Belonging to his deception involves the fact that Satan rarely comes against the church nakedly revealed as the Great Red Dragon. He came in the garden as a subtle serpent. He came to Jesus under the form of his dear disciple Peter who casually took him aside to whisper in his ear that he need not go to the cross. He comes yet today under the form of articulate, winsome, learned, and popular men. This reality is the point of the Apostle in his warning to the church in Ephesians 6:12. Speaking of the “wiles of the devil”, he explains, “For we wrestle not against flesh and blood, but against principalities, against powers, against the rulers of the darkness of this world, against spiritual wickedness in high places”. The church in her warfare fights against flesh and blood. The errors, lies, and false doctrines come through the instrumentality of men. The faces of men are the faces of the threat. This can lead the church to believe that she fights only with men. But the church must ever keep in mind that standing behind those men and motivating them is Satan, the inveterate enemy of God, Christ, the church, and all that is good. Whether those men serve Satan wittingly or unwittingly makes no difference as to the fact of the church’s warfare with Satan. In all her warfare she in fact wars not with flesh and blood—men—but “against principalities, against power, against the rulers of the darkness of this world, against spiritual wickedness in high places”. The real enemy always is the spiritual forces of the Prince of Darkness grim.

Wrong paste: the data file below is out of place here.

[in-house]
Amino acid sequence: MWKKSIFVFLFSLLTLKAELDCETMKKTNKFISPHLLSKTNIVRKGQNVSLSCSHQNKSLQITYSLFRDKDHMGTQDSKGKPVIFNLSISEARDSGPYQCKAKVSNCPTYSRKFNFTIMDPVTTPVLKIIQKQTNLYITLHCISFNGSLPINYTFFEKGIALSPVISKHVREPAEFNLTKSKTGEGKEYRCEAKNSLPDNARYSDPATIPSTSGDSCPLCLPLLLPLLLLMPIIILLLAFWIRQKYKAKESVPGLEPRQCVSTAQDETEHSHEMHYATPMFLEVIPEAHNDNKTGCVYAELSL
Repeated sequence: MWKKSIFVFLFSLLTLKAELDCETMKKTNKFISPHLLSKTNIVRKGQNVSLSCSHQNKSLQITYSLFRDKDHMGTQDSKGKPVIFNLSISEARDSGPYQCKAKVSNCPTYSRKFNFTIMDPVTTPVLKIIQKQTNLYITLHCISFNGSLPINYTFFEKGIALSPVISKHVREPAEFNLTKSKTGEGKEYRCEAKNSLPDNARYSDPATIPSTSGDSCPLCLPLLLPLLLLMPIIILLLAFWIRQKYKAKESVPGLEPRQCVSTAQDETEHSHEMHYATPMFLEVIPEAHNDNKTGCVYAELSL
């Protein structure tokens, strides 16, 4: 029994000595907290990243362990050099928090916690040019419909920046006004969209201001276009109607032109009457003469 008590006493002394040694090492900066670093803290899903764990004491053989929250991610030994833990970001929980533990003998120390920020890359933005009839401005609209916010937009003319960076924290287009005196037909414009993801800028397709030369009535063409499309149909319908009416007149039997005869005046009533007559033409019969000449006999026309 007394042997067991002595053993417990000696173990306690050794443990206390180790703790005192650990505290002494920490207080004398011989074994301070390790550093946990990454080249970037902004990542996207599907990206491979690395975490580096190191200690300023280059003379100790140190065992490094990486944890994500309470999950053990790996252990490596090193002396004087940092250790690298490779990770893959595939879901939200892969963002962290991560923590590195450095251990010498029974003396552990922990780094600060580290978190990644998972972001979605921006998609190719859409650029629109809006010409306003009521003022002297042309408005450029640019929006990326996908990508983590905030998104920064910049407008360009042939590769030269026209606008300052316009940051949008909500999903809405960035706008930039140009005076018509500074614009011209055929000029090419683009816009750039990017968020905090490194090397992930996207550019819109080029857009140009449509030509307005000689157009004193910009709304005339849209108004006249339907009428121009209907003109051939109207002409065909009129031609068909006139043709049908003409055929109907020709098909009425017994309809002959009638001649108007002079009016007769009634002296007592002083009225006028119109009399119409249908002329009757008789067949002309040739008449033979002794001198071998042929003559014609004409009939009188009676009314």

Martin Luther constantly reminded his readers of this fact. After he badly abused the Swiss Reformers Oecolampadius and Zwingli in the controversy over the Lord’s Supper, in the course of which he accused them of everything from villainy to blasphemy, he wrote, “God knows, with these crude illustrations I do not wish to offend Zwingli, and especially not Oecolampadius, to whom God has given many gifts beyond so many others. Indeed, I am heartily sorry for the man. I aim such words not at them but only upon the arrogant, mocking devil who has so deceived and mislead them”. He added later, “This spirit is not good, and means no good through these fanatics, although I think the preachers against whom I write have no malice in mind.
But dear God, they are not their own masters; the spirit has blinded and taken them prisoner. Therefore they are not to be trusted”. He was alive to the reality that he did not fight with flesh and blood, but spiritual wickedness in high places and that his real opponent was always Satan’s minions, sometimes Luther felt Satan personally. The reason that the church must recognize the enemy as being principally Satan is so that the church never attempts to fight that enemy in her own strength, but that she “take… the whole armour of God” (Eph. 6:13).